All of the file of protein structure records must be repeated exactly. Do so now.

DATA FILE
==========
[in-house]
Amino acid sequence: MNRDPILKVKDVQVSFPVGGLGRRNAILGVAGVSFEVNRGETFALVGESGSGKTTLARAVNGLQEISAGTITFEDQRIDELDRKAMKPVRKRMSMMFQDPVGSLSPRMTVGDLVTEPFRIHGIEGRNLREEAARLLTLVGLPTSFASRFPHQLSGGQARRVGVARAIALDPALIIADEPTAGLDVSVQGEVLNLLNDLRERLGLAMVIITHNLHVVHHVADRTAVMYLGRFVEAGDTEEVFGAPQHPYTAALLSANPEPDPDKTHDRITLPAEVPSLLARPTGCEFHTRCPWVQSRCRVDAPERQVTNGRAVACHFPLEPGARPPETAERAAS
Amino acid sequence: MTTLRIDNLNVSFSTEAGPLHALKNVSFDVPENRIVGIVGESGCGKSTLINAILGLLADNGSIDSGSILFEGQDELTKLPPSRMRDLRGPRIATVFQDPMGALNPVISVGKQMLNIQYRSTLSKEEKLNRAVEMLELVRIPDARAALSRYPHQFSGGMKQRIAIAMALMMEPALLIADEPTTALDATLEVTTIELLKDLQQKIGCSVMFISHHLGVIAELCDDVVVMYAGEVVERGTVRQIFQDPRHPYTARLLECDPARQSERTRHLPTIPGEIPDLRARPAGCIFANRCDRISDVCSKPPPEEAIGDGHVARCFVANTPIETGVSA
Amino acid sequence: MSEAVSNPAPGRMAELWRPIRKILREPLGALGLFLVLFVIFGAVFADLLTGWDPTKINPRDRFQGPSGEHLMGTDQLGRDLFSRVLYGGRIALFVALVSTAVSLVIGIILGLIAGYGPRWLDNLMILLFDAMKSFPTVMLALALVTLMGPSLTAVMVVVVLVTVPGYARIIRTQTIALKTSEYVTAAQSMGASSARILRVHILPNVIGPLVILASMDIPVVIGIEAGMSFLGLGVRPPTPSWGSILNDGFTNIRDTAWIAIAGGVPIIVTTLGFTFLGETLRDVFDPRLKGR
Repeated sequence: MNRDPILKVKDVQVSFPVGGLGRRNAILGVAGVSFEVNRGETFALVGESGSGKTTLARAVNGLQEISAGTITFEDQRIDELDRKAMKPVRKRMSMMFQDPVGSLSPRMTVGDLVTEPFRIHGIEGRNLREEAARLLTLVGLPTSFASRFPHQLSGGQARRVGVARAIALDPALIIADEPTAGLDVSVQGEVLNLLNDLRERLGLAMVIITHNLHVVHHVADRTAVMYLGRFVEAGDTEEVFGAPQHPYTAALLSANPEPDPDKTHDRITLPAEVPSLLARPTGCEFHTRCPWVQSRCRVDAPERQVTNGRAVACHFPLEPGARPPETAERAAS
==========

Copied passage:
[in-house]
Amino acid sequence: MNRDPILKVKDVQVSFPVGGLGRRNAILGVAGVSFEVNRGETFALVGESGSGKTTLARAVNGLQEISAGTITFEDQRIDELDRKAMKPVRKRMSMMFQDPVGSLSPRMTVGDLVTEPFRIHGIEGRNLREEAARLLTLVGLPTSFASRFPHQLSGGQARRVGVARAIALDPALIIADEPTAGLDVSVQGEVLNLLNDLRERLGLAMVIITHNLHVVHHVADRTAVMYLGRFVEAGDTEEVFGAPQHPYTAALLSANPEPDPDKTHDRITLPAEVPSLLARPTGCEFHTRCPWVQSRCRVDAPERQVTNGRAVACHFPLEPGARPPETAERAAS
Amino acid sequence: MTTLRIDNLNVSFSTEAGPLHALKNVSFDVPENRIVGIVGESGCGKSTLINAILGLLADNGSIDSGSILFEGQDELTKLPPSRMRDLRGPRIATVFQDPMGALNPVISVGKQMLNIQYRSTLSKEEKLNRAVEMLELVRIPDARAALSRYPHQFSGGMKQRIAIAMALMMEPALLIADEPTTALDATLEVTTIELLKDLQQKIGCSVMFISHHLGVIAELCDDVVVMYAGEVVERGTVRQIFQDPRHPYTARLLECDPARQSERTRHLPTIPGEIPDLRARPAGCIFANRCDRISDVCSKPPPEEAIGDGHVARCFVANTPIETGVSA
Amino acid sequence: MSEAVSNPAPGRMAELWRPIRKILREPLGALGLFLVLFVIFGAVFADLLTGWDPTKINPRDRFQGPSGEHLMGTDQLGRDLFSRVLYGGRIALFVALVSTAVSLVIGIILGLIAGYGPRWLDNLMILLFDAMKSFPTVMLALALVTLMGPSLTAVMVVVVLVTVPGYARIIRTQTIALKTSEYVTAAQSMGASSARILRVHILPNVIGPLVILASMDIPVVIGIEAGMSFLGLGVRPPTPSWGSILNDGFTNIRDTAWIAIAGGVPIIVTTLGFTFLGETLRDVFDPRLKGR
Repeated sequence: MNRDPILKVKDVQVSFPVGGLGRRNAILGVAGVSFEVNRGETFALVGESGSGKTTLARAVNGLQEISAGTITFEDQRIDELDRKAMKPVRKRMSMMFQDPVGSLSPRMTVGDLVTEPFRIHGIEGRNLREEAARLLTLVGLPTSFASRFPHQLSGGQARRVGVARAIALDPALIIADEPTAGLDVSVQGEVLNLLNDLRERLGLAMVIITHNLHVVHHVADRTAVMYLGRFVEAGDTEEVFGAPQHPYTAALLSANPEPDPDKTHDRITLPAEVPSLLARPTGCEFHTRCPWVQSRCRVDAPERQVTNGRAVACHFPLEPGARPPETAERAAS